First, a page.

Thus, dollar issuance increased as Japanese firms sought to fill the gap after European or American firms declined in international markets. Mexico and Thailand represent the trend among developing countries in terms of their continued reliance on dollar-denominated debt, although Mexico has issued more.

Prospects of Foreign Currency-denominated International Debt

Using the estimation results, we also carried out counterfactual analyses, focusing on how developments in the currency shares in the denomination of international debt would have changed if the GFC had not occurred. In fact, while the use of the euro is roughly proportional to the share of the euro economies in the total export destination, the use of the faster US economic growth would also cause a country to have a smaller share of international debt expressed in dollars. , but this would lead, albeit less significantly, to more euro or foreign currency denominations in total.

When we also make out-of-sample forecasts for the post-GFC period using the data up to 2007, we see that the trend of the share of the US would have been The share of the Euro would have been around 24% instead of the actual 15% and the share of total foreign currency would have been 90% instead of 94%. These findings suggest that the outbreak of the GFC caused demand for the U.S.

Global Safe Asset Shortages, Non-Traditional Reserve Currencies and the Global Financial Crisis', in The International Role of the Euro, European Central Bank, Frankfurt am Main. Determinants of the choice of invoicing currency: From Dutch guilders to euros in Dutch retail trade. Exorbitant Privilege: The Rise and Fall of the Dollar and the Future of the International Monetary System.

Managing a Multiple Reserve Currency World.” Prepared for the Asian Development Bank Institute/Earth Institute project on “Global Monetary System Reform” and in The 21st Century International Monetary System project volume, ed. The Role of Nominal Anchor Currencies in Exchange Rate Arrangements,” Journal of the Japanese and International Economies, vol.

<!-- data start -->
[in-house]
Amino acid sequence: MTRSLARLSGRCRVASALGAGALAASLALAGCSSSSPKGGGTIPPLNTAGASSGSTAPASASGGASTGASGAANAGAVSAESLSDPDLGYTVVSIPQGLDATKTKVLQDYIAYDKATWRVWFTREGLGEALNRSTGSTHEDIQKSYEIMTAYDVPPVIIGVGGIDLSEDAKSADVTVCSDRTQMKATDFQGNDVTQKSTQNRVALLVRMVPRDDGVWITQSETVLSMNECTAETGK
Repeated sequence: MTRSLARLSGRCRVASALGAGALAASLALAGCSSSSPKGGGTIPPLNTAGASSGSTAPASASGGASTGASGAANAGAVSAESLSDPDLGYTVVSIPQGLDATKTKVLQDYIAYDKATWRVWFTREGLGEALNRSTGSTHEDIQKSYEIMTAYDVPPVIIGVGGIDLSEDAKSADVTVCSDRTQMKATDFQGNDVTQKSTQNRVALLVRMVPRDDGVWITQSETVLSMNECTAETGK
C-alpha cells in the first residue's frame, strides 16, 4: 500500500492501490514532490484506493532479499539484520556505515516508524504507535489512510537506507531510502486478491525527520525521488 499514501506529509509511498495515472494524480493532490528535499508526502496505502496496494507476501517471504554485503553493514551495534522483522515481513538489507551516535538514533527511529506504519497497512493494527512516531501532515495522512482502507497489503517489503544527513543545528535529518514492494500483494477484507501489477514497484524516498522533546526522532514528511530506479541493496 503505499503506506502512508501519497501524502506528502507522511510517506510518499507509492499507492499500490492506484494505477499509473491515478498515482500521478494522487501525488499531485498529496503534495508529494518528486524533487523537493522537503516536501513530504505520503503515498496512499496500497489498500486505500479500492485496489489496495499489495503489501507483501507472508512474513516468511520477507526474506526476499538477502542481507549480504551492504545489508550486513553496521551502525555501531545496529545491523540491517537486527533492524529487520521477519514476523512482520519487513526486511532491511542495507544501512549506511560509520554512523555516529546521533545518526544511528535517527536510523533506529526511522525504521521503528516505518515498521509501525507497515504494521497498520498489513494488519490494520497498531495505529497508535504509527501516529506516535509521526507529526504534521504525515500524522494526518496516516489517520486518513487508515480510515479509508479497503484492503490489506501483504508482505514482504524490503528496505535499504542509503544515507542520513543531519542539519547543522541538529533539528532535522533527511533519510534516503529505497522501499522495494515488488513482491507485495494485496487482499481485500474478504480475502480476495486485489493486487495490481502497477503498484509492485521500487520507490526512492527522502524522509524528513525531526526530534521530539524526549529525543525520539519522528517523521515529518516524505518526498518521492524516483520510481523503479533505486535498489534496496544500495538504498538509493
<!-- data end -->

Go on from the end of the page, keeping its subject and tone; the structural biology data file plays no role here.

Data Description

Country Classification Country include in the empirical analysis

Assumptions of Out-of-sample Forecasting Exercise

In addition, year dummies and a constant term are also included, although these are not reported to save space. The null hypothesis of the LR test is that the standard Tobit model is better fit than the random effect Tobit. In addition, year dummies and constant terms are also included, although they are not reported to save space.

Share of exports to the USA, %. of total trade and % international debt securities outstanding, respectively) Dollar-denominated trade and securities. Share of exports to euro countries, %. of total trade and % international debt securities outstanding, respectively) Euro-denominated trade and securities. Dollar and the Euro (a) Complete sample – Counterfactual. b) Developing countries – Counterfactual (c) Complete sample with in-sample prediction.

Pred-Foreign currency (non-euro)(2007) Foreign currency (non-euro) (% of foreign currency securities/total securities outstanding, non-euro countries). Pred-Foreign currency (non-euro)(2007) Foreign currency (non-euro) (% of foreign currency securities/total securities outstanding, non-euro countries).

Table 1: Determinants of the U.S. Dollar Share in International Debt, 1995-2013
Table 1: Determinants of the U.S. Dollar Share in International Debt, 1995-2013